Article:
There are now dozens of mobile music streaming apps available in the U.S., ranging from heavy hitters like Google Play Music, Slacker Radio and Amazon Music Unlimited to many more, including dozens of smaller offerings. Some are free while others cost up to $14.99 per month. Some focus on sound quality while, for other apps, other services offered might be music videos, curated playlists, family plans and other bonus features. In short, there are a lot of options to choose from when you want to listen to music, radio broadcasts or podcasts on your mobile device.
But how has use of these app-based music streaming services changed during COVID-19? After all, the common convention holds that most people use these kinds of mobile apps during the commute, either in the car or while on public transportation. This helps to explain why time spent with mobile audio media is expected to stay flat between 2019 and 2020, according to eMarketer.
This is not to say that no one is using these kinds of mobile apps – far from it, in fact. For one, eMarketer noted that the average adult in the U.S. is expected to spend 75 minutes a day on average using mobile audio media. And in polling we conducted in June using InMobi Pulse, InMobi’s mobile market research platform, one in four Americans said they were listening to more music or radio since the Coronavirus outbreak first really began in the country.
But we wanted to dive much deeper into the mobile music streaming app arena. Specifically, we wanted to know which apps were being downloaded this year, when people were seeking out specific apps and who have been downloading these apps since the middle of March. For these insights, we turned to our first-party data sources and looked at seven of the most popular audio streaming apps available now in the U.S.: Anchor.fm, iHeartRadio, Radio.com, SiriusXM, Spotify, Stitcher and TuneIn.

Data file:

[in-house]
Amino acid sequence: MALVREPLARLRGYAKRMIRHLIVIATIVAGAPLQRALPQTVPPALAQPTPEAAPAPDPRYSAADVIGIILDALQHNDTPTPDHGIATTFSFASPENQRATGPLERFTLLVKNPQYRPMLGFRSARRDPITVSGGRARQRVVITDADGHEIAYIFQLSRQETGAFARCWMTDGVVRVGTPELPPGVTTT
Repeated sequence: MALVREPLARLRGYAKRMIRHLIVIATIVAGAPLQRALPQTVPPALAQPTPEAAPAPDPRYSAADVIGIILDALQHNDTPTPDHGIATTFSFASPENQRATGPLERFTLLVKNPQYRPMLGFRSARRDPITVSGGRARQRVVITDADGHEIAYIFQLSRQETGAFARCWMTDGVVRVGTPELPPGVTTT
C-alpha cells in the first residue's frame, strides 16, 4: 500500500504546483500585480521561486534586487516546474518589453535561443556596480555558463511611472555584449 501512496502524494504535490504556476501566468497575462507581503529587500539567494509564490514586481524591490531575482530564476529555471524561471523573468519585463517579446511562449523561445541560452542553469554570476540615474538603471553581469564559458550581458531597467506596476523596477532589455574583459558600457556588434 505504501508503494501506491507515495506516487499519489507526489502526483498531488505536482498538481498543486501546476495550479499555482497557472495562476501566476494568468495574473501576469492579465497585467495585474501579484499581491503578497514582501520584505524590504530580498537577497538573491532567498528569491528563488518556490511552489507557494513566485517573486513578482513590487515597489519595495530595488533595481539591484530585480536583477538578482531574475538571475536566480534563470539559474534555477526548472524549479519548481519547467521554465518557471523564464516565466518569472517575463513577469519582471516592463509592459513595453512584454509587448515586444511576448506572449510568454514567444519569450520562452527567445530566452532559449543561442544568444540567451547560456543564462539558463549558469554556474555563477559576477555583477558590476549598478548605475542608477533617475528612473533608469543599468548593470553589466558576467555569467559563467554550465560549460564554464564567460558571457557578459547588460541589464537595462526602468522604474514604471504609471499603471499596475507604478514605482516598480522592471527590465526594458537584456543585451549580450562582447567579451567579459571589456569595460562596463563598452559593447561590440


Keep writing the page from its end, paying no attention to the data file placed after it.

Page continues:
Here’s what we uncovered.
During the first three months of 2020, Spotify was the consistent leader among all of the mobile apps we looked at for this effort. This is hardly surprising, as they have become one of the biggest and most well-known audio apps in the country. There are more than 50 million songs on the platform, and Spotify helped to popularize both offline listening and split monetization options (having both a free version with ads and a paid, ad-free option).
Spotify also has seen major gains in new app installs since the end of April. For example, in May Spotify saw over 168% month-over-month growth in daily app installs.
How were they able to see such major gains in the middle of the pandemic? For one, Spotify launched two promotions on May 14, 2020, one targeting new premium activations and another retargeting lapsed premium users.
In addition, this growth is coming off the back of many new podcast-related announcements for Spotify. Since April, Spotify acquired the ever-popular podcast The Joe Rogan Experience and signed podcast-related deals with celebrities such as Kim Kardashian and Michelle Obama.
This, of course, is on top of moves made in 2019 to acquire popular podcast producers like Gimlet and The Ringer. In the podcast department, while Spotify doesn’t yet have a million tracks, it soon will – and its podcast-related moves over the past two years are contributing to the app installs Spotify is seeing while many Americans are staying at home.
Yet despite the strong growth Spotify has seen in 2020, SiriusXM actually had more daily app installs in April and most of the first half of May. In fact, SiriusXM realized well over 167% growth month-over-month in daily app installs in May. On March 31, SiriusXM, which normally does not have a free tier, began offering free streaming on all 300+ channels from April 1 to May 15, 2020.